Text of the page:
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Wednesday, 3 January 2007

Career opportunities for fact checkers to the stars

A campaign is under way to debunk some of the sillier personality endorsements of wacky science. First we read the item on the BBC web site Stars must 'check science facts', and then there is the article in The Guardian Neutralise radiation and stay off milk: the truth about celebrity health claims.

Unfortunately, the BBC story is thin on juicy bits. The anonymous item offers not one example of a celebrity suffering from scientific foot-in-mouth syndrome. We just get some quotes from some of the usual rent-a-gob mob of scientists and an exhortation from Tracey Brown, director of Sense About Science, urging celebs to call this shadowy outfit before they go public.

It would be much better if they urged the people who passed on this tosh to check it before putting it into their magazines and newspapers. But that would not garner quite as much publicity as going for the celebs.

If you want to read to examples of celebrity tosh, you will have to download the brochure promoting the venture. We like the one from Jo Wood "wife of famous musician" who is quoted as saying "what you put on your skin goes into your bloodstream". She is mouthing off about why she uses organic beauty products.

Sadly, the response is a bit unscientific for us. It quotes Dr Gary Moss, a pharmacologist from the University of Hertfordshire, as saying "Ingredients in cosmetics are normally quite large and cannot get across your skin and into your bloodstream." We think this is a reference to the size of the molecules in all that gunk. He is right, though, when he continues "Your skin feels different when you apply cosmetics because their effect is on the outer surface of the skin."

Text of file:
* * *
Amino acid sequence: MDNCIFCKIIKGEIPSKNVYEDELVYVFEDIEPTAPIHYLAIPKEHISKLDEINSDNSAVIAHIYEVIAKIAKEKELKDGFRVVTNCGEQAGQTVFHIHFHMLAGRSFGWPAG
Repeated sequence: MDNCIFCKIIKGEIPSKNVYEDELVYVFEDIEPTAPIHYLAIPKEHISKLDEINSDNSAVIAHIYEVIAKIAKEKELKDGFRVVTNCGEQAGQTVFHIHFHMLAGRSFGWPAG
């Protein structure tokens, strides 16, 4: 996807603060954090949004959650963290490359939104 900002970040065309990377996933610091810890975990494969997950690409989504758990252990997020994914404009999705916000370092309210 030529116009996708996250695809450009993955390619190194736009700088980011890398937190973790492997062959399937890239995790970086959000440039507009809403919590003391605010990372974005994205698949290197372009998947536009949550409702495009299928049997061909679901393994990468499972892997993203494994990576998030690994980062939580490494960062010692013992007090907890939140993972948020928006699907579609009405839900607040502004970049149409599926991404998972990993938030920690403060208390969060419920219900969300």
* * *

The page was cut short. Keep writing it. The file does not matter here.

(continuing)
The Guardian picks up the same story. Unlike the BBC, James Randerson has some of the quotes from the brochure. For example, he includes Madonna's comments on nuclear waste. "I mean, one of the biggest problems that exists right now in the world is nuclear waste ... that's something I've been involved with for a while with a group of scientists - finding a way to neutralise radiation."

The response here is even more suspect. Nick Evans, an environmental radiochemist at Loughborough University tells us that "Radioactivity cannot be 'neutralised', it can only be moved from one place to another until it decays away at its own rate. It comes in many different types: some last for billions of years, others decay away in a few minutes. There are no magical solutions."

Up to a point Lord Copper. By coincidence, we recently read an item on the EU's excellent Cordis web site, German researchers find solution to radioactive waste disposal. This reports that "German physicists ... have come up with a way of speeding up the decay of nuclear waste. The technique involves embedding the waste in metal and cooling it to ultra-low temperatures."

There have been other reports over the years of using accelerators and the like to transmute radioactive isotopes into something safer. Madonna may be talking tosh, but it is unwise to blind her with science that she can easily counter.

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